What we've always done is we try and maintain a pulse of what the schools need and our job is to meet whatever that pulse is telling us. So if it's PPE, that's where we went out to try and find if it was laptops that's what we went out to try and find by the end of the school year, it had bounced back.
We figured out PPE. Now I'm knocking on wood. We figured out laptops. And we had figured out how to deal with, with hybrid and remote learning. And then it came full circle. And by the end of the year, teachers were saying, no, our students need pencils and pens and markers, those manipulatives that, you know, those tangible things that you can't quite learn on a computer.
So we just made sure that we were saying in contact with schools too, to know that we were serving them in the right way. What we learned is that we're capable of quite a bit as a small organization whose volunteer pipeline was essentially cut off with COVID. Hmm. We learned that we can be very efficient just within the ecosystem of our 12 bodies that was TEP over COVID and we did so, to great results.
Geng: Got it. It sounds like volunteers were a big part of TEP that sort of stopped and you're now sort of looking to re-engage them again, in sort of a quote-unquote normal world, what is the role that volunteers play at TEP?
Josh Whiteside: Yeah. So, like I just mentioned, we have a staff of 12, but on any other given day, should you visit The Education Partnership in the West End of Pittsburgh, you're likely to find 10 to 15 other volunteers and volunteers play a lot of roles. It can be anything from running our shopping center to cycle counting product, so that come audit we're prepared, to packing up school supplies in the inventory and staging area to make sure that when teachers come by, everything is packed neatly and in the quick grab and go kits.
Volunteers. Can just do heart filling tasks in the form of grading, [and writing] encouraging notes for students. Every school supply kit that goes out has a note in it from a volunteer or a sponsor donor. So there's anything from manual labor to customer service to creative art. And without those volunteers, we just really had to figure out, okay, If we don't have to run the shopping center, how do we pivot those resources, to an online order fulfillment type of organization.
If we can't do group volunteers, how can we re-space our facility so that we can have individual volunteers in a safe way? Being a physical organization, dealing with inventory and product and deploying we knew if we were going to be effective, the building had to be open to do our work.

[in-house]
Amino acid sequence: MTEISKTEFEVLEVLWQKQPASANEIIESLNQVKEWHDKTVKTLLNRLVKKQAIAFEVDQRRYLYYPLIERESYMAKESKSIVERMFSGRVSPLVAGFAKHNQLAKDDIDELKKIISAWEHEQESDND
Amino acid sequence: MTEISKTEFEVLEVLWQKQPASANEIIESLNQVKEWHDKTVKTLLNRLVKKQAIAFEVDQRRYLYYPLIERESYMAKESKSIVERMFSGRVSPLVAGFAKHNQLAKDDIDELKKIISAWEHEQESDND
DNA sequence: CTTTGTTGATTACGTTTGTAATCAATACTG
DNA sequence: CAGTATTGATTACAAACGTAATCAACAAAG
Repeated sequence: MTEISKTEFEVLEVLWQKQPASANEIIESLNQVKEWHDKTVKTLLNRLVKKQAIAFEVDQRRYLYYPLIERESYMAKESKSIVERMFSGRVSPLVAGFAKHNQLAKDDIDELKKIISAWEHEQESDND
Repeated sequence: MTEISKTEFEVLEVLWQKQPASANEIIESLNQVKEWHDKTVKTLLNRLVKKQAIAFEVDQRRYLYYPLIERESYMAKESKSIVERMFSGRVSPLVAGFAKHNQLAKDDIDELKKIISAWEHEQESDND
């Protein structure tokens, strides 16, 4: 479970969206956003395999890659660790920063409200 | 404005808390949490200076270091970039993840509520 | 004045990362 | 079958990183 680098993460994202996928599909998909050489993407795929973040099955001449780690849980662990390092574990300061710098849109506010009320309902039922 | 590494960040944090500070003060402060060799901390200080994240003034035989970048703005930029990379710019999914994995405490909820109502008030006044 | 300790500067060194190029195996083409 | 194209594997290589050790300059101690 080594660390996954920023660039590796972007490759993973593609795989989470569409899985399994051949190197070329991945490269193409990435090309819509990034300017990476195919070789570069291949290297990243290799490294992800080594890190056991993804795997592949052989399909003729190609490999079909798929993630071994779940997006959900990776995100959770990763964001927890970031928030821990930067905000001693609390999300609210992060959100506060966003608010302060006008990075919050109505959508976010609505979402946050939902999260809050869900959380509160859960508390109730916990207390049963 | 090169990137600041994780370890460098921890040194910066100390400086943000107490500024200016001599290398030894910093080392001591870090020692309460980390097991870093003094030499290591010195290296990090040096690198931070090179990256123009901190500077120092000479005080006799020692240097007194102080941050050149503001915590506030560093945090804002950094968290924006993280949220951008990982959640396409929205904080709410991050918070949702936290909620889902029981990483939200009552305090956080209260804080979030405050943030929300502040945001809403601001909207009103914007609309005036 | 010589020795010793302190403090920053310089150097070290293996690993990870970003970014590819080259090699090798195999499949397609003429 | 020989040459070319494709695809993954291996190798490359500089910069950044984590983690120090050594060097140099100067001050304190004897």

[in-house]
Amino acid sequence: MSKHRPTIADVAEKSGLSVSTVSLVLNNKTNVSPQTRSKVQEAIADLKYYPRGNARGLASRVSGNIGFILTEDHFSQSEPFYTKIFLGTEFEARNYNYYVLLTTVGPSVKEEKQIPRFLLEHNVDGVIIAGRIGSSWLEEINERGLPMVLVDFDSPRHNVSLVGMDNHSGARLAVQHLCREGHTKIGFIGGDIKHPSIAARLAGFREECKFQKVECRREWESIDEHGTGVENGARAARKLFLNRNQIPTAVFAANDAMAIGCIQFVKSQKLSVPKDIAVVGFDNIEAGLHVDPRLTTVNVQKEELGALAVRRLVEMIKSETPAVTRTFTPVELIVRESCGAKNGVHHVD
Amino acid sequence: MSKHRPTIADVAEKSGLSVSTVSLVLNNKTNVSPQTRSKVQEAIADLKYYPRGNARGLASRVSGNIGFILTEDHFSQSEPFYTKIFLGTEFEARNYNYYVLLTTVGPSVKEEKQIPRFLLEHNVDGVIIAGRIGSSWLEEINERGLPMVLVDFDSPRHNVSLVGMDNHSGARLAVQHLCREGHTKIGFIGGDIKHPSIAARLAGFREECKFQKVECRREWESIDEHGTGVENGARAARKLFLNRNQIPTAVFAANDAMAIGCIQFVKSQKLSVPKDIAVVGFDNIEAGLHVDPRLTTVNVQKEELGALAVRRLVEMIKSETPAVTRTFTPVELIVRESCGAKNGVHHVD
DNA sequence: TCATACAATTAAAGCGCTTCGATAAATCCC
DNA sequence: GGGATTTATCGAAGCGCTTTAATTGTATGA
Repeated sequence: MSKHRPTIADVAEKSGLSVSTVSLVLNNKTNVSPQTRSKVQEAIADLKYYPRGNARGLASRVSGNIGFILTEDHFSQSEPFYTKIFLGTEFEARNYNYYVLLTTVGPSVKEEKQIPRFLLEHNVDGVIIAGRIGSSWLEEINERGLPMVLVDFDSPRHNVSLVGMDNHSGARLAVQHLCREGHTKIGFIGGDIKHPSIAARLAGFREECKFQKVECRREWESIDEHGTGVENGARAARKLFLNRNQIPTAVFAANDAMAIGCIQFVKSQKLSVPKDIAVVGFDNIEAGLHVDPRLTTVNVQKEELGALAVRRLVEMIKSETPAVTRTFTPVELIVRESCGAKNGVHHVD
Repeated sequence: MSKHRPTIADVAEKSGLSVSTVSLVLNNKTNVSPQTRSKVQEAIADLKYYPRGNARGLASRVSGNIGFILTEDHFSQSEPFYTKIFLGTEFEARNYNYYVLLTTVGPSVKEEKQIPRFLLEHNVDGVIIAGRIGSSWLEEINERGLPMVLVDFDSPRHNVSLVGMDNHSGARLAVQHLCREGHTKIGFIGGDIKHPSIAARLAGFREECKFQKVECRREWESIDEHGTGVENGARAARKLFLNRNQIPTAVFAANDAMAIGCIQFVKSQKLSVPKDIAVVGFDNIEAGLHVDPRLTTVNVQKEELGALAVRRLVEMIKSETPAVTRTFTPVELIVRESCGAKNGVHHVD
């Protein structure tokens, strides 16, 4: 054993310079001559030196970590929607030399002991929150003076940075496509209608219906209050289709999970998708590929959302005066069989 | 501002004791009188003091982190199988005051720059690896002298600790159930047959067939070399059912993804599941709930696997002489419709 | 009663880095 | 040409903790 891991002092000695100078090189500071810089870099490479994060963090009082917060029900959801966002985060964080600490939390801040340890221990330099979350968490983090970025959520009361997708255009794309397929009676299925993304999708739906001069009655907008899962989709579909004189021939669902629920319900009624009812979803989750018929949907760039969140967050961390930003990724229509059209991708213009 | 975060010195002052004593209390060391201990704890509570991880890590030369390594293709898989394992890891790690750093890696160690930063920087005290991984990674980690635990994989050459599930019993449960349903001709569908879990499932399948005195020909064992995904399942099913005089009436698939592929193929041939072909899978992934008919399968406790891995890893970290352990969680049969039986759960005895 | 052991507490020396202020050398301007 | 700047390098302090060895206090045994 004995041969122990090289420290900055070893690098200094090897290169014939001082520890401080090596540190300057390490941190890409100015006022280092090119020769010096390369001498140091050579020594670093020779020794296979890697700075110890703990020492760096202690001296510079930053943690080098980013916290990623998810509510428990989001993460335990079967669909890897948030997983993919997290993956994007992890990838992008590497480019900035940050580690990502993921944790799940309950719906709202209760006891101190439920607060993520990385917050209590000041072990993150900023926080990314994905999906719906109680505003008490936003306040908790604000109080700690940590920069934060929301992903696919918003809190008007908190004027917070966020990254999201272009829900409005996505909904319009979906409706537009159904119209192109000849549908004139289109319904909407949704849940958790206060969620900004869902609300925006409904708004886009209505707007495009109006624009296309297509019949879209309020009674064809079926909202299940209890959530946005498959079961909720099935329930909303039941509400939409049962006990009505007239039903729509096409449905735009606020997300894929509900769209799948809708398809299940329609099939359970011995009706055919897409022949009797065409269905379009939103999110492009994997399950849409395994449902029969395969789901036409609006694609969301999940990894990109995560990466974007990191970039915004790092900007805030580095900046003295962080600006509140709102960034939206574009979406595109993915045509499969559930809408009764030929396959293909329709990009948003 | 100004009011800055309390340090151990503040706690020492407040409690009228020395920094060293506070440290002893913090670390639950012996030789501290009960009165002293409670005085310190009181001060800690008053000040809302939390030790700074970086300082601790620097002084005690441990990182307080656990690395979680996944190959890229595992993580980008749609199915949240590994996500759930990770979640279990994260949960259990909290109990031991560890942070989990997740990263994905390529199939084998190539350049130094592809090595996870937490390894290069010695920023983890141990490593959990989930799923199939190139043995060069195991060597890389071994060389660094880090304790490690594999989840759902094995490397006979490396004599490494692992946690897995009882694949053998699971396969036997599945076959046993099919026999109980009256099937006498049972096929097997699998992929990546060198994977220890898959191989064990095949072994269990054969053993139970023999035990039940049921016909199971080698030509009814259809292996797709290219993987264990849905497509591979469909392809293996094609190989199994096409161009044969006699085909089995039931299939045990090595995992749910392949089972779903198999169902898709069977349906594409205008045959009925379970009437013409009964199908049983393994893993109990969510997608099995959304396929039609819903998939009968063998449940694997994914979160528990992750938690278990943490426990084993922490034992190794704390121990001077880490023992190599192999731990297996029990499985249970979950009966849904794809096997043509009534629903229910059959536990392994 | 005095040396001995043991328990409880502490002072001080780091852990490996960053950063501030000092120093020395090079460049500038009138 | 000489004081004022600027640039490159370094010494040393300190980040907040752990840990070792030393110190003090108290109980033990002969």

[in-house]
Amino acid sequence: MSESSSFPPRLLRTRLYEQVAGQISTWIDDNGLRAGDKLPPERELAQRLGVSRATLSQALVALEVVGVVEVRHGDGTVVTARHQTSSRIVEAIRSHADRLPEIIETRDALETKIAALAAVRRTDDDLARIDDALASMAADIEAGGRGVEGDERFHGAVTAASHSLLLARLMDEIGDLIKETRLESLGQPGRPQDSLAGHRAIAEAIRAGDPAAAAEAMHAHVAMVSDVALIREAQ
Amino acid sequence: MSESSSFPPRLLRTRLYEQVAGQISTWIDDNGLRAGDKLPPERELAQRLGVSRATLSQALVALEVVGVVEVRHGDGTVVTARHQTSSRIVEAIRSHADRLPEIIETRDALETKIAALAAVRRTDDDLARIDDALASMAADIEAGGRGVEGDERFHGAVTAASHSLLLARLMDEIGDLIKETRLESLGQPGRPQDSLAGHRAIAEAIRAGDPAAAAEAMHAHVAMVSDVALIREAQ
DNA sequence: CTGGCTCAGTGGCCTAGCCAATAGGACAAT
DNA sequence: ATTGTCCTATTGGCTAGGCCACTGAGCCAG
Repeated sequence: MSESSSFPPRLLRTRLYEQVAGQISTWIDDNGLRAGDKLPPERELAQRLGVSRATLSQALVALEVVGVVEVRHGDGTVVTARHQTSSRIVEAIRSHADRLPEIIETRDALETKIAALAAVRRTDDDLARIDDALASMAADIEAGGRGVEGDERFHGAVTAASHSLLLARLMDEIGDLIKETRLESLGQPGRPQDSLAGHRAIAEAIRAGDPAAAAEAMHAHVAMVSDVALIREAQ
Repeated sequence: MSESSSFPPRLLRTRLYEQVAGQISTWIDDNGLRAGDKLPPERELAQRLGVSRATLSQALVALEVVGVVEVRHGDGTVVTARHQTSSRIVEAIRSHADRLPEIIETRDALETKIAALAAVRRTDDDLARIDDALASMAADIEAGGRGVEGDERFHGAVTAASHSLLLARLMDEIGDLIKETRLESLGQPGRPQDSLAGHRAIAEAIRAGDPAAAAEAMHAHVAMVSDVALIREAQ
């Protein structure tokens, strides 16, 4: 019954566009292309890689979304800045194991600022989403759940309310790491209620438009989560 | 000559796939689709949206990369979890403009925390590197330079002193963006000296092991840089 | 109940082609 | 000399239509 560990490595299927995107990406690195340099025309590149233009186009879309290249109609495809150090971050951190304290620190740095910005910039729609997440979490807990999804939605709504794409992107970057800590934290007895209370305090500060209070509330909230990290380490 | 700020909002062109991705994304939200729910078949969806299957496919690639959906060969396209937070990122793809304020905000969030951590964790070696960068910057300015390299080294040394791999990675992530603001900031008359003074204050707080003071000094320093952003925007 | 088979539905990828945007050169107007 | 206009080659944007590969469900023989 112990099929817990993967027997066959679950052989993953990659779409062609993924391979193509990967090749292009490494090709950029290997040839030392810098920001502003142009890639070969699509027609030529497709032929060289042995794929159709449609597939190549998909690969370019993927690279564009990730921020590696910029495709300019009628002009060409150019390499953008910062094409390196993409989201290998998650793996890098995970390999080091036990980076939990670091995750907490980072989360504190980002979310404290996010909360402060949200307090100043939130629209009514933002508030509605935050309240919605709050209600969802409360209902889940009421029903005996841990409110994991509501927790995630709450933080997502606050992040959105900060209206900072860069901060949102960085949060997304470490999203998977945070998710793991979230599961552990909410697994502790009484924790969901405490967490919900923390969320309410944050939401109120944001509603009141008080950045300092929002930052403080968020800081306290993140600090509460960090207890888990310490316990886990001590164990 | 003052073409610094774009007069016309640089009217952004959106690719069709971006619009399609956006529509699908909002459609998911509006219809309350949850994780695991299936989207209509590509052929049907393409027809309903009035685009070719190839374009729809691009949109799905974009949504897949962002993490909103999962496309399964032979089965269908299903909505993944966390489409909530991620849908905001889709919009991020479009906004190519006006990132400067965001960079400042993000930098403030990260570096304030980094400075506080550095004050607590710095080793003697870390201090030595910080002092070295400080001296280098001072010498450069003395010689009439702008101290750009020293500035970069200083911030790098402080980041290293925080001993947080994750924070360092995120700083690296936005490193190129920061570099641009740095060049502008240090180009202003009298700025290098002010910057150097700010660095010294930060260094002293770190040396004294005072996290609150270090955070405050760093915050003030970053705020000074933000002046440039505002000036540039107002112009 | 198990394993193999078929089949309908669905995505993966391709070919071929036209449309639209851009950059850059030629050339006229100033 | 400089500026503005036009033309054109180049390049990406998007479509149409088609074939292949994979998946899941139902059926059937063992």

We have to be physically there. Our building closed for maybe a week when COVID first started, but by the time we had figured out, you know, distancing works these thing called masks might be effective. We were able to open the building in a safe way so that essential staff could get in.
Geng: Sure. You talked a little bit about equity within the education space. It’s something I can sense you're really genuinely excited about, you know, if you were to think about the vision of the future, if we were to get to a more equitable educational system….What does that look like? What things need to happen? Maybe it's on the policy side, certainly there's things that you and other nonprofits can do. What else needs to be done in your mind?
Josh Whiteside: Well, this'll be a very region, state to state, county, to county type of problem. You know, I could speak a little bit towards the issues here in Pennsylvania, in our inequity.
I think Pennsylvania is very local property tax base tied. I want to say 50-55% of Pennsylvania school budgets come from local property taxes. And if you are in a zip code has a lower average property value and lower property taxes, it ends up hurting your students.
Now the funding formula is supposed to be built so lower-income students get a higher percentage of state and federal funding right. In practice. It doesn't work out that great. So there's this great initiative between schools because of your zip code, because of the locality of it. You know if that problem is going to be fixed, it's probably going to have to come from the lens of policy and it's gonna come from across the board. As any non-profit leader would say okay what I'm trying to do is put myself out of business, you know, wouldn't it be great if my problem didn't exist. I think with education, yes, that would be great. [But] I know that it takes years or decades, or, you know, maybe it's a forever ending uphill battle for this type of policy work to get done.
Otherwise there would be states in our, in our United States of America that have figured this out, but we're one of 43 organizations across the country, all doing the same thing. Resource redistribution back into low income classrooms because there's inequity everywhere. Right. Even if we did figure it out, I think what we've learned is there's still a role for the education partnership to play in supporting the teaching profession.